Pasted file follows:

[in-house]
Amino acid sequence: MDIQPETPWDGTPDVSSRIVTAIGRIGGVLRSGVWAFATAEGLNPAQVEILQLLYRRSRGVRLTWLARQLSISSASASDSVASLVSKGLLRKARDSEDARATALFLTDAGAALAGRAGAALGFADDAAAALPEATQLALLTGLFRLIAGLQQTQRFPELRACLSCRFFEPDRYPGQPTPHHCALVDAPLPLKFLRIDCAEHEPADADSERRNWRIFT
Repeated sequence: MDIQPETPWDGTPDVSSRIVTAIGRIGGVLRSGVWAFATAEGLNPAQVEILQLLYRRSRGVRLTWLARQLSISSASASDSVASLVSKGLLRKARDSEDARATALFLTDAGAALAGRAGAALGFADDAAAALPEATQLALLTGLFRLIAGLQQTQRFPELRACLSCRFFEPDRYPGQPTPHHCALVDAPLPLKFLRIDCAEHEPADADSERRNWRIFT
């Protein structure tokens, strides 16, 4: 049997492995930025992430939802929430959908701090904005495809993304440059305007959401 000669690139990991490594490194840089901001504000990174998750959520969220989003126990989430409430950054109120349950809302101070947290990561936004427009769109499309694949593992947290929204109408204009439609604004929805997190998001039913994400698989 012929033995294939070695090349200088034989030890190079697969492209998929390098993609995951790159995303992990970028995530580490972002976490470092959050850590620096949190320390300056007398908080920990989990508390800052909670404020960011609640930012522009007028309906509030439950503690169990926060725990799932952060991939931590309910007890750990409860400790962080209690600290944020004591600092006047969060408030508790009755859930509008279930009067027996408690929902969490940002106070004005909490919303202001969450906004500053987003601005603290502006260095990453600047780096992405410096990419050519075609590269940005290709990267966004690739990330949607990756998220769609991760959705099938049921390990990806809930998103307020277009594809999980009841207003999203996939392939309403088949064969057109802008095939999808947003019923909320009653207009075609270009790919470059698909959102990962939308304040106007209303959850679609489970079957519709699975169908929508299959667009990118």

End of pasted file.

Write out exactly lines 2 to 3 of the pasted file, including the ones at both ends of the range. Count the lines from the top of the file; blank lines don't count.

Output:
Amino acid sequence: MDIQPETPWDGTPDVSSRIVTAIGRIGGVLRSGVWAFATAEGLNPAQVEILQLLYRRSRGVRLTWLARQLSISSASASDSVASLVSKGLLRKARDSEDARATALFLTDAGAALAGRAGAALGFADDAAAALPEATQLALLTGLFRLIAGLQQTQRFPELRACLSCRFFEPDRYPGQPTPHHCALVDAPLPLKFLRIDCAEHEPADADSERRNWRIFT
Repeated sequence: MDIQPETPWDGTPDVSSRIVTAIGRIGGVLRSGVWAFATAEGLNPAQVEILQLLYRRSRGVRLTWLARQLSISSASASDSVASLVSKGLLRKARDSEDARATALFLTDAGAALAGRAGAALGFADDAAAALPEATQLALLTGLFRLIAGLQQTQRFPELRACLSCRFFEPDRYPGQPTPHHCALVDAPLPLKFLRIDCAEHEPADADSERRNWRIFT